Daily Show host Jon Stewart and Newsweek international editor Fareed Zakaria sparred off over the importance of WikiLeaks' release of classified US documents. Stewart was outraged; Zakaria was unimpressed.
Jon Stewart took it on himself to express outrage that the United States gave $6.6 billion in aid to Pakistan from 2002 to 2008, and pledged another $7.5 billion over the next five years, even as Pakistan itself financed, trained, and colluded with the Taliban to undermine American interests in Afghanistan, as was highlighted this week by WikiLeaks.
Mr. Stewart, who on Tuesday hosted Newsweek international editor Fareed Zakaria on The Daily Show, showed a series of television clips with analysts downplaying the WikiLeaks reports as "nothing new," "the substance is not new," and "the content is nothing new."
Stewart, for one, thought it was something new.
“We give them billions of dollars of aid!” he said. “Pakistan is funneling that money to the Taliban? One of the chief financial contributors to our enemy is us? We have ostensibly put a hit out on ourselves. This is insanity.”
He then turned to Mr. Zakaria with a series of questions that underscored the differences in reaction this past week between those who were outraged over the content of the WikiLeaks reports, and those who were nonplussed.
Right away, Zakaria poured cold water on Stewart's outrage.
“This is very different from something like the Pentagon Papers,” Zakaria says. “The Pentagon Papers revealed that the United States had been behind the coup in 1963 that overthrew [South Vietnam President Ngô Đình] Diệm. It revealed that even before the Gulf of Tonkin resolution, Lyndon Johnson had decided to escalate the war. At the end of the day, what you learn is that the Taliban has used a few heat-seeking missiles. OK. They haven't actually shot down many American aircraft. But they're using heat-seeking missiles.
“The big deal is the one you pointed out, the Pakistan story,” he continues. "It is a little bit like that line in Casablanca: I'm shocked, shocked that Pakistan is involved in a double game here.”
(In the 1942 film, Captain Renault says “I'm shocked, shocked to find that gambling is going on in here!” even as he collects his own gambling winnings.)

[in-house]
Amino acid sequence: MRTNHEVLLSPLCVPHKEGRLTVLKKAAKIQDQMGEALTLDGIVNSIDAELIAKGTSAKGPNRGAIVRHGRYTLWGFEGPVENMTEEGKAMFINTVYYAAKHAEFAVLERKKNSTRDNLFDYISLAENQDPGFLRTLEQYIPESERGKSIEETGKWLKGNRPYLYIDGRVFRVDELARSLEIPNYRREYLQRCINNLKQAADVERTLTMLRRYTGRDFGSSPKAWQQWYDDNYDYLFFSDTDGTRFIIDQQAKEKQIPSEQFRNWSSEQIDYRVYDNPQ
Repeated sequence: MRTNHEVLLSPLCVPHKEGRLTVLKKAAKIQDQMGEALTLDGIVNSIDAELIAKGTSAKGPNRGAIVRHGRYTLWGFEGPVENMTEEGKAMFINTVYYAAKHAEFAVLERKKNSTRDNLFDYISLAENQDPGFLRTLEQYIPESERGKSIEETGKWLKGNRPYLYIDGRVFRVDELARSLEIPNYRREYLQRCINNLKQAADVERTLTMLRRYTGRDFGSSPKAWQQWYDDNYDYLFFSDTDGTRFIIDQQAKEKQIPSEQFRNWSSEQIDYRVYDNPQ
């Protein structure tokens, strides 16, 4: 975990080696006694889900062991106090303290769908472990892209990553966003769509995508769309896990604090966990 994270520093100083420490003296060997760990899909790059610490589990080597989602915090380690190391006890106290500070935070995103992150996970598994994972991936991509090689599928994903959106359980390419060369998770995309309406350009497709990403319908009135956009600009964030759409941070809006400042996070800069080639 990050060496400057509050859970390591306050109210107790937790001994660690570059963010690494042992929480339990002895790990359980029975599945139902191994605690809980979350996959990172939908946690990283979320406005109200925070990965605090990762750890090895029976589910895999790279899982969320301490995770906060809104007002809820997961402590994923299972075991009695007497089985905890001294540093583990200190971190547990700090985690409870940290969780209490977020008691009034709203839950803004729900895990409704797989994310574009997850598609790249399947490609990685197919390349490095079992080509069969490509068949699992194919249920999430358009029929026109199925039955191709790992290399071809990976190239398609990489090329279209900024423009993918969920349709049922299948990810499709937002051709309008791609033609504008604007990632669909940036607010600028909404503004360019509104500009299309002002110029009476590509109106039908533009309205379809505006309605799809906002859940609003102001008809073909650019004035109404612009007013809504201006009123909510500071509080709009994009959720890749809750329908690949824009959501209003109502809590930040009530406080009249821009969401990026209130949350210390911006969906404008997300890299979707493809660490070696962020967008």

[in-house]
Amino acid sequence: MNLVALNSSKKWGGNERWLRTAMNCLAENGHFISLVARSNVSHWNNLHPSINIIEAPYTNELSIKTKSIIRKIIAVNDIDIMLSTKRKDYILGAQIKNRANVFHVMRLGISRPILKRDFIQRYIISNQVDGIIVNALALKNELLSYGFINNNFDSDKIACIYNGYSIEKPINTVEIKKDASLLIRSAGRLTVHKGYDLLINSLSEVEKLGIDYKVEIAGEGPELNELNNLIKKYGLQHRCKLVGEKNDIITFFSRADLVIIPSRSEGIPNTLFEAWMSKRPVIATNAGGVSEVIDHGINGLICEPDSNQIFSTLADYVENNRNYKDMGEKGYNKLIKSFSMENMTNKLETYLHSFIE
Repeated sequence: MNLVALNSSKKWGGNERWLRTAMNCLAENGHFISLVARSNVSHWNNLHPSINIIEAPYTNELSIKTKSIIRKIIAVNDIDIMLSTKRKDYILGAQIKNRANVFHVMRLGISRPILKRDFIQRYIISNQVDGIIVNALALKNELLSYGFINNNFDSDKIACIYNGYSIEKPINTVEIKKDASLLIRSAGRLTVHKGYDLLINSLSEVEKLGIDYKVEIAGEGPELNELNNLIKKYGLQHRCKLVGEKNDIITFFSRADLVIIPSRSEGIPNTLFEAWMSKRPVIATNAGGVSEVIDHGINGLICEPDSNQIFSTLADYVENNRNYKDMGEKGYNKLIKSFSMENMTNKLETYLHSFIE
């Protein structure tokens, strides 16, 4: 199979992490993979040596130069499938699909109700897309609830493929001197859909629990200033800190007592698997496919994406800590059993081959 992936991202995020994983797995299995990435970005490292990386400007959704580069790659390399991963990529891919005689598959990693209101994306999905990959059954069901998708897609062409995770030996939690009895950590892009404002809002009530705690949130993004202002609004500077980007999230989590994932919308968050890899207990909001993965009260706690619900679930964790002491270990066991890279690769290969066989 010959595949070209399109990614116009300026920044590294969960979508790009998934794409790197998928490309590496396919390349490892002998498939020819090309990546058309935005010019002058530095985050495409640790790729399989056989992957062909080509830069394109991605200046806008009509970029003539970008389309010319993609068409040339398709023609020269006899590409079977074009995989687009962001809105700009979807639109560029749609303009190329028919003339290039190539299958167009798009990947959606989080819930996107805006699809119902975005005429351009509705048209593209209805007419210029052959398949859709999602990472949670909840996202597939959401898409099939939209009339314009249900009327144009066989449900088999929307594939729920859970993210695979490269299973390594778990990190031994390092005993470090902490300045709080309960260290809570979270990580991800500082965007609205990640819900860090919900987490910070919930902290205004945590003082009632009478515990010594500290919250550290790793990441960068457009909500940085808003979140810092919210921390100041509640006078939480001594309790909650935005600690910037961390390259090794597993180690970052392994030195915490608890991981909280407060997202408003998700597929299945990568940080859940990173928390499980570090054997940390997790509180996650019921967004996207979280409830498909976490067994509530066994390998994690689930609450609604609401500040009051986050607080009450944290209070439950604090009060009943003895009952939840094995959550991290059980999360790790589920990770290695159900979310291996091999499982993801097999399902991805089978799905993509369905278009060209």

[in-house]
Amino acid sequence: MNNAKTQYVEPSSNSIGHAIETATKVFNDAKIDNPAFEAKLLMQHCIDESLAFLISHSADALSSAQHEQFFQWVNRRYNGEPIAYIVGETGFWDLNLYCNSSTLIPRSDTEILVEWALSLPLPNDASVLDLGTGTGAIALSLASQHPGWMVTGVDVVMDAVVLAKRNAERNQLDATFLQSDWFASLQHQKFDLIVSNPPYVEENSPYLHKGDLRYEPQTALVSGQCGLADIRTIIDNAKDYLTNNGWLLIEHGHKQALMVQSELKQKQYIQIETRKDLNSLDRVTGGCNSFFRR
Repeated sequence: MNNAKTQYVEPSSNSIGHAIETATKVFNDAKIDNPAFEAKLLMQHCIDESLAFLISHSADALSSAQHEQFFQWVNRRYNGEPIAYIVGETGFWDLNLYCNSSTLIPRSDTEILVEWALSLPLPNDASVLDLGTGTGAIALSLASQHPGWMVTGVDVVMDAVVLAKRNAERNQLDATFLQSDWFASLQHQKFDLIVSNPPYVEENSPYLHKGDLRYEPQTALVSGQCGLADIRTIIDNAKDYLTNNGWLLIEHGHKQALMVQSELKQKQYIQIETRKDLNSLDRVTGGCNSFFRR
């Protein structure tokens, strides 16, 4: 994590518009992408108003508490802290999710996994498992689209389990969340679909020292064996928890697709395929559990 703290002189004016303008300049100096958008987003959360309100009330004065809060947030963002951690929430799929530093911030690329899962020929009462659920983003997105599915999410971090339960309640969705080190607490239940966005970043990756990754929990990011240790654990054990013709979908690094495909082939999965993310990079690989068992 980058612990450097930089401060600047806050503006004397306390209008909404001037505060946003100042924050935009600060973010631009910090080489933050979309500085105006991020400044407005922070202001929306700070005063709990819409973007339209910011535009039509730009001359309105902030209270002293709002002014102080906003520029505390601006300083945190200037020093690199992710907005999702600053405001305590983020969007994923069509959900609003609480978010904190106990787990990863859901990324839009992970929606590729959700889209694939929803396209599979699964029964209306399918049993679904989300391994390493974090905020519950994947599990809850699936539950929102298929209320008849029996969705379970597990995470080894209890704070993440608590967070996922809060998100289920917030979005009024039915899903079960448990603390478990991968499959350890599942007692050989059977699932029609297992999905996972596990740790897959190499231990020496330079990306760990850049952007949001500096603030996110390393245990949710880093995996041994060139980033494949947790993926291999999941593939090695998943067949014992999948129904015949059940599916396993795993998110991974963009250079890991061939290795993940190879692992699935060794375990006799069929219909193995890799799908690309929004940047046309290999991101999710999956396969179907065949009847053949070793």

“The issue for me is the nonchalance,” replies Stewart. “The nonchalance of reading in bureaucratic detail the abject horror and existential sort of trap that we find ourselves in in Afghanistan. It's that idea of, yes, you're right, we're never going to get out of there and we're trapped.”
Zakaria: “It's the central dilemma of the Afghanistan strategy, which is you have the neighboring country providing safe havens. But not just providing safe havens, where the military of the country is actually actively assisting.”
Stewart: “And the United States government actively funding them."
Zakaria: “But we tried not funding them, this was in the '80s and '90s, and they turned even closer to the jihadis. When you have a country as screwed up as Pakistan, I don't know what the answer is. If you isolate them and punish them, they move toward the jihadis. If you give them money, they move toward the jihadis.”
Stewart: “Can I throw something out there? You may tell me I'm wrong, I'm not an analyst: Space station. They talk on a space station. Russia and the United States never got along. Then we went to space together, spent a little time, and were like, 'You know what? You dudes are alright.' “
Stewart later calls the US effort in Afghanistan foolish.
“They don't like us,” he says. “This idea of winning the hearts and minds of people that view us as invaders, and not just us, anyone who crosses that border as invaders, is a fools errand.”
Zakaria: “This is not entirely true. This is a fashionable view. But actually the polling done in Afghanistan shows that the Taliban is very unpopular by-and-large. The US troops, foreign forces, are pretty popular. The problem is more this element where they terrorize villages, they terrorize people.”
Stewart: “I understand that. But the idea is that if we win hearts and minds, that turns the tide of the war. ... You're never going to get 100 percent.”
Zakaria: “You know, this is the third-worst country in the world. It's been ravaged by 30 years of civil war.”
Stewart: “Why can't we attack nicer places, is what I'm saying. When are we going to bomb Monaco?”
Given that WikiLeaks has now coordinated the largest leak of classified documents in US history, Stewart asks Zakaria what might seem an obvious question: “90,000 documents have been leaked from the army," he says. "Do you think at this point they will change their password?”
“Part of the what's going on here is government produces so many more documents," Zakaria replies. "You pointed out that this is not Top Secret, this was Secret. The Top Secret clearance in America is held by 850,000 people. That's Top Secret. So Secret is probably everybody but you.”
View the full video here.